All posts tagged Arts Management

Maker Months: July/August Update

My pregnancy-induced nesting binge has brought home the fact that I have not been much of a “maker” in recent years. Planner, editor and organizer? Yes. It takes a lot of work to run a cultural center, buy a home, and get married and all those things happened in the last two years. But actual, real-world assembly of parts and materials? Not so much.

So, in July and August I took time to re-learn some basic skills. I signed up for a few sewing classes at Workshop SF, checked out some how-to books at the San Francisco Public Library, began collecting online tutorials, ordered a sewing machine, and jumped in. So far, I’ve made three baby bibs and washcloths, a dog coat for Riggins, a baby snuggler, a blanket and some bloomers. I also hemmed our curtains and made some tablecloths for Feast of Words, SOMArts’ literary potluck.

People get crafty for all kinds of reasons and the main provocation in my case is to 1) save money, 2) have nicer things than I could otherwise afford. Not surprisingly, saving money and reaching above one’s financial means are two things I also think about daily in my work at SOMArts. At work, I like to call this “fighting above our weight.” It’s not about cutting back, it’s about doing more: how can we support more artists, reach a bigger audience, give them deeper experiences and make those experiences truly excellent? CONTINUE READING ]

Words With Care: Leadership & Communication Challenges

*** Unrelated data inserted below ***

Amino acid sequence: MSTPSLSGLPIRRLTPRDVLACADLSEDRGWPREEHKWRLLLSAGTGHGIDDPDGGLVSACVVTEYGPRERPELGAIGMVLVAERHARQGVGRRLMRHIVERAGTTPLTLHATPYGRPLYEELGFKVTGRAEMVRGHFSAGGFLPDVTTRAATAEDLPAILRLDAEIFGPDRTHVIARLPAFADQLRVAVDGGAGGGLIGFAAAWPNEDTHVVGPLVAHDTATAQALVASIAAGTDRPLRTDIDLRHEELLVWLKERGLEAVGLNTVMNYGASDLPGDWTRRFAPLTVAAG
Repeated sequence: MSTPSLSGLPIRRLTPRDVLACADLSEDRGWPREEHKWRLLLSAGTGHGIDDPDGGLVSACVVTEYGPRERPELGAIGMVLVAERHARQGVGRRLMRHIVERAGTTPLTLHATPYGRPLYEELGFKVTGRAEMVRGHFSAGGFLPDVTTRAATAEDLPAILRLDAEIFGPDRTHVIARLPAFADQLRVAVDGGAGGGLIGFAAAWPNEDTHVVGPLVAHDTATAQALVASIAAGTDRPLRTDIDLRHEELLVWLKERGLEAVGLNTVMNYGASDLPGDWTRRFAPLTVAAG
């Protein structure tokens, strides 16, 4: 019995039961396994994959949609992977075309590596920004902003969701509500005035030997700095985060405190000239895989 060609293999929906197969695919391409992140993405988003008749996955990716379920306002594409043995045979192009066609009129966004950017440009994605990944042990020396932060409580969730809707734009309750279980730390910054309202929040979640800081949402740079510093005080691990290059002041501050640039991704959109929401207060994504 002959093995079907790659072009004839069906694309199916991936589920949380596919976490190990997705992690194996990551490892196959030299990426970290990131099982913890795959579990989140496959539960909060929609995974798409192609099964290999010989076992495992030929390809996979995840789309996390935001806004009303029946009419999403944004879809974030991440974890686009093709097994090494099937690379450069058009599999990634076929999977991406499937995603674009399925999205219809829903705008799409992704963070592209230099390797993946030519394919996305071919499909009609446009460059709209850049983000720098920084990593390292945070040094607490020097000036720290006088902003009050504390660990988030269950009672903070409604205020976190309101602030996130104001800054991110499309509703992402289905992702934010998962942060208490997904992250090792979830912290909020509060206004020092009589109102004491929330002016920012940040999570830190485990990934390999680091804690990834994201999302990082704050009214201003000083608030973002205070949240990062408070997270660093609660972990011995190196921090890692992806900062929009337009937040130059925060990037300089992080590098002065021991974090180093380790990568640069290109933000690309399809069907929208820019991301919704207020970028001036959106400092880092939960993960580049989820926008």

The other day I was scrolling through Harvard Business Review podcasts when an interview with Muhtar Kent, CEO of Coca-Cola came on. He was talking about doubling the size of his company, but what amazed me was his double-speak: soda became a “full calorie beverage.” The nation’s obesity problem became an opportunity for philanthropists to promote “energy balance.” The content of the interview was normally something I’d skip, but I found myself transfixed by Kent’s style in answering the tough questions he was being asked about water supply, the environment, obesity and his first years as CEO. It reminded me of the story of how Steve Jobs lured John Sculley from Pepsi, saying “Do you want to sell sugar water for the rest of your life or do you want to come with me and change the world?” What can those of us who want to change the world for the better learn from a CEO of Coca-Cola? CONTINUE READING ]

On My Mind: What Press Is Good Press?

My most recent blog posts have been about homebuying and affordability. It’s a topic I find deeply interesting, but it also provides a change of pace from the in-depth—and often intense—conversations about art and activism happening daily over at SOMArts. Writing requires time for reflection, and this fall instead of reflecting on and writing about art I chose to spend my post-work hours running, learning guitar and seeing art in other spaces. No regrets!

This week, however, I am back to writing about art as part of the inaugural Animating Democracy Blog Salon of Americans for the Arts. It’s an impressive cohort and I am learning a lot. A particular favorite is Every Museum Needs A Community Organizer by Damon Rich, an artist who transformed several galleries of the Queens Museum of Art into a place to explore how our society pays for housing, how the system has broken down, and the arguments over fixing it.

Last week I had lunch with a friend who asked me “what type of publicity do you hope for at SOMArts?” CONTINUE READING ]

On Platform Programming And Static Arts Presenting Models